My only hope to avoid large scale violence is that the GOP’s paymasters will so overplay their hand that there will be a quasi-socialist revolution that will give power back to the people and defang the wealthy elites now running the show. My preference is for new political parties (two at least) as the ones we have have failed miserably and have too much baggage to carry into the future.


April 8, 2014

The Income Inequality Divide

Filed under: Politics — Steve Ruis @ 11:07 am
Tags: , , , ,

On Ezra Klein’s new news/commentary website Vox there appeared an article with the title “Inequality is Highest in Democratic Districts.” This was apparently a mystery to many, even though the researcher (Michael Zuckerman of The Atlantic) who found confirmation of this fact stated “Part of this, Zuckerman writes, is driven by the simple fact of political geography: ‘cities have become, in general, strongholds of the Democratic Party, and cities have become, in general, hives of the most dramatic income inequality in the country.’”

Gosh, cities, I never would have guessed.

Where are corporate headquarters, do you think? In cities or out in the farm belt? And who comprise the bulk of the 1% and the 0.1%? Uhh … corporate executives? Got it in one, Bubba, so, … , the effing plutocrats are concentrated in big cities; amazing, right? So, people in the more rural parts of the country haven’t really seen any of this income inequality, right?

Oh, come on. The author of this piece actually thinks that politicians have looked at the data. Let me simplify it for you: if Democrats are for it, Republicans are against it, and vice-versa. Got it?

December 11, 2013

Are We Becoming the 1%’s Servants?

Here is a link to an eye-opening article by economist David Cay Johnson “Is Service Work Today Worse Than Being A Household Servant?

As a teaser here is an interesting comparison from the piece comparing a live-in cook with a fast-food cook:

“Consider the family cook. Many family cooks now work at family restaurants and fast-food joints. This means that instead of having to meet a weekly payroll, families can hire a cook only as needed.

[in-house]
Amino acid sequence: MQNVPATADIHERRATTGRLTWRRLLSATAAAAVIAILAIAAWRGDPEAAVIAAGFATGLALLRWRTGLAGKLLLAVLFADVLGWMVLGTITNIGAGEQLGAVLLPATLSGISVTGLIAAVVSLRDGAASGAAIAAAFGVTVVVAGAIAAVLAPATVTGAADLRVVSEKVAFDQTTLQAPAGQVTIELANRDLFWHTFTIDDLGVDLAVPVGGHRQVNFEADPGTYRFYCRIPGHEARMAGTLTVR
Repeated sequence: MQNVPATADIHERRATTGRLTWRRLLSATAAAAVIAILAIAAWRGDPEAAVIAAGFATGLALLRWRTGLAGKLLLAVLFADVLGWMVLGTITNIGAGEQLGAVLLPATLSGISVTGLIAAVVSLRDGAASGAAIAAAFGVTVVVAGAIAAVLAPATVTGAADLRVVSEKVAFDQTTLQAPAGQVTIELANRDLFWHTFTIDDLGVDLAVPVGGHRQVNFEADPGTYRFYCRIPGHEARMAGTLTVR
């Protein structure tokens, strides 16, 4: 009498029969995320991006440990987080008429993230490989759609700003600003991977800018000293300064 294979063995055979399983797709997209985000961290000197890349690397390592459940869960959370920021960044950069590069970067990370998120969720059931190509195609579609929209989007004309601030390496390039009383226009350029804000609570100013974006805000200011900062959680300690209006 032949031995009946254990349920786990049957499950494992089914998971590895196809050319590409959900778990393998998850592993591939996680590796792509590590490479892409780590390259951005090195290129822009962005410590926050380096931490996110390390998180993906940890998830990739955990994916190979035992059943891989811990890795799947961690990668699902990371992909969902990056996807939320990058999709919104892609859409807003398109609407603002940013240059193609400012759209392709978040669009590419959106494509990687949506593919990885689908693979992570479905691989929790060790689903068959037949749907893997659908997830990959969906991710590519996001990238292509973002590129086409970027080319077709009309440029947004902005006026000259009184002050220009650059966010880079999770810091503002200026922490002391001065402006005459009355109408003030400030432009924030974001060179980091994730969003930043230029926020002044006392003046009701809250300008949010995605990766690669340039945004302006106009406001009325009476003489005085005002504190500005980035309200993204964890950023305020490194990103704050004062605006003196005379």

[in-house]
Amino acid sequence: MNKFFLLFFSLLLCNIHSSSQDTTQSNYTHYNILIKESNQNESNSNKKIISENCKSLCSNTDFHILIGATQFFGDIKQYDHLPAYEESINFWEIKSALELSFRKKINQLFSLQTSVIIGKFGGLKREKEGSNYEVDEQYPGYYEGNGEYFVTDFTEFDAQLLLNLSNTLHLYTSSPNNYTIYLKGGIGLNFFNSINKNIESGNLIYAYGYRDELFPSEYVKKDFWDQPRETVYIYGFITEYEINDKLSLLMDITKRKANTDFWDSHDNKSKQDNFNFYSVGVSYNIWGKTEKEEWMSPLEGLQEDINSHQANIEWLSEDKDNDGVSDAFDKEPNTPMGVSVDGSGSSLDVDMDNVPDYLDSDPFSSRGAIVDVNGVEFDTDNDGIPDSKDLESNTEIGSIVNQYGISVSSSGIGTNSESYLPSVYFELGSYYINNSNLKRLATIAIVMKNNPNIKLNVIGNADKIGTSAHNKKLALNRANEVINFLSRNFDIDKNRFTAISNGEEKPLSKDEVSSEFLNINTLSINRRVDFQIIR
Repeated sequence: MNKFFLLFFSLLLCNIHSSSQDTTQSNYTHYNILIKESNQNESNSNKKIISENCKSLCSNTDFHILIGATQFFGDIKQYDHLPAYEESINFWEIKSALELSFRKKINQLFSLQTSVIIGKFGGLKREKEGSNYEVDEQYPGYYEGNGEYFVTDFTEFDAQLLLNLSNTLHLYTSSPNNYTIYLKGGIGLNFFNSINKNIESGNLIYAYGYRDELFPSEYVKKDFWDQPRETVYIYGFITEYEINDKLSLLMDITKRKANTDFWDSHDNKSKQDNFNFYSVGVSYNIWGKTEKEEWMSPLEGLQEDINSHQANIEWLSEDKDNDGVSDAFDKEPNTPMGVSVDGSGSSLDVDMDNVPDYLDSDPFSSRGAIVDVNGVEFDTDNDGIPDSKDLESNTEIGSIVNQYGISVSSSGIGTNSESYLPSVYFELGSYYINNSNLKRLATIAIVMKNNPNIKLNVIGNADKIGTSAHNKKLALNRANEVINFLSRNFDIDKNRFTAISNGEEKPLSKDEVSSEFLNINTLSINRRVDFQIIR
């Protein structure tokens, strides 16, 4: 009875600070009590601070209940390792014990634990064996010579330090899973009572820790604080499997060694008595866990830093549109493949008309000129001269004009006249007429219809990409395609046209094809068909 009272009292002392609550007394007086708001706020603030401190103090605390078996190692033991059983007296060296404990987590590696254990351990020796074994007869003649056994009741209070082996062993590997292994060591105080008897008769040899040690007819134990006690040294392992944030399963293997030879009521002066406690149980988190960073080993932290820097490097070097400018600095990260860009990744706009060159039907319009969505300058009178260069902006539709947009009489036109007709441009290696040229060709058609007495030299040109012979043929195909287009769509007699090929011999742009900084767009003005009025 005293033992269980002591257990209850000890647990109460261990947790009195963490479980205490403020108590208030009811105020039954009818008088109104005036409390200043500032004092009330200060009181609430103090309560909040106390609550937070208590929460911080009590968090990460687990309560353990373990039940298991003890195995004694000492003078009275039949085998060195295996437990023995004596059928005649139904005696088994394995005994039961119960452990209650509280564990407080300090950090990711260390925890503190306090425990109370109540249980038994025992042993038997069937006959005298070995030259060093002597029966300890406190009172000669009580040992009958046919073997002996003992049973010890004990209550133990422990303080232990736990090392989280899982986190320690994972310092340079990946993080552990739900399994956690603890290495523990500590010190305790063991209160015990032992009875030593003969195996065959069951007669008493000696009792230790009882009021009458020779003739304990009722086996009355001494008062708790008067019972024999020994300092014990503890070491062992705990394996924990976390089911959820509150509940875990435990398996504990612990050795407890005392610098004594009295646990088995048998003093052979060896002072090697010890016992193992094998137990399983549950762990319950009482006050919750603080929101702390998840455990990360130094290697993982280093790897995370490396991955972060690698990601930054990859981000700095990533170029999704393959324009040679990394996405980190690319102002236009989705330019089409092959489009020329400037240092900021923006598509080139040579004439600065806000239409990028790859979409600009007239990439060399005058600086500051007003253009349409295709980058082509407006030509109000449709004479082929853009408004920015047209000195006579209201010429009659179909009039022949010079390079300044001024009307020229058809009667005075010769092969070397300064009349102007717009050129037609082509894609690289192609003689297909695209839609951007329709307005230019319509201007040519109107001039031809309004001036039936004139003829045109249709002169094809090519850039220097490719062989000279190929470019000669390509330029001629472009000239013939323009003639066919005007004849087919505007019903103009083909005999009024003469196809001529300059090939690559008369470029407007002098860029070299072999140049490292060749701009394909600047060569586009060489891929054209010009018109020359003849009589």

“A household cook typically earned $10 a week in 1910, century-old books on the etiquette of hiring servants show. That is $235 per week in today’s money, while the federal minimum wage for 40 hours comes to $290 a week.

“At first blush, that looks like a real raise of $55 a week, or nearly a 25 percent increase in pay. But in fact, the 2013 minimum-wage cook is much worse off than the 1910 cook. Here’s why:
· The 1910 cook earned tax-free pay, while 2013 cook pays 7.65 percent of his or her income in Social Security taxes as well as income taxes on more than a third of his pay, assuming full-time work every week of the year. For a single person, that’s about $29 of that $55 raise deducted for taxes.
· Unless he can walk to work, today’s outsourced family cook must cover commuting costs. A monthly transit pass costs $75 in Los Angeles, $95 in Atlanta and $122 in New York City, so bus fare alone runs $17 to $27 a week, eating up a third to almost half of the seeming increase in pay, making the apparent raise pretty much vanish.
· The 1910 cook got room and board, while the 2013 cook must provide his or her own living space and food.”

No matter how many people in the family, a fast food worker’s room and board is a sizable cost per month. The conclusion: many live-in servants in the Gilded Age were way better off than today’s outsourced servants, er, workers.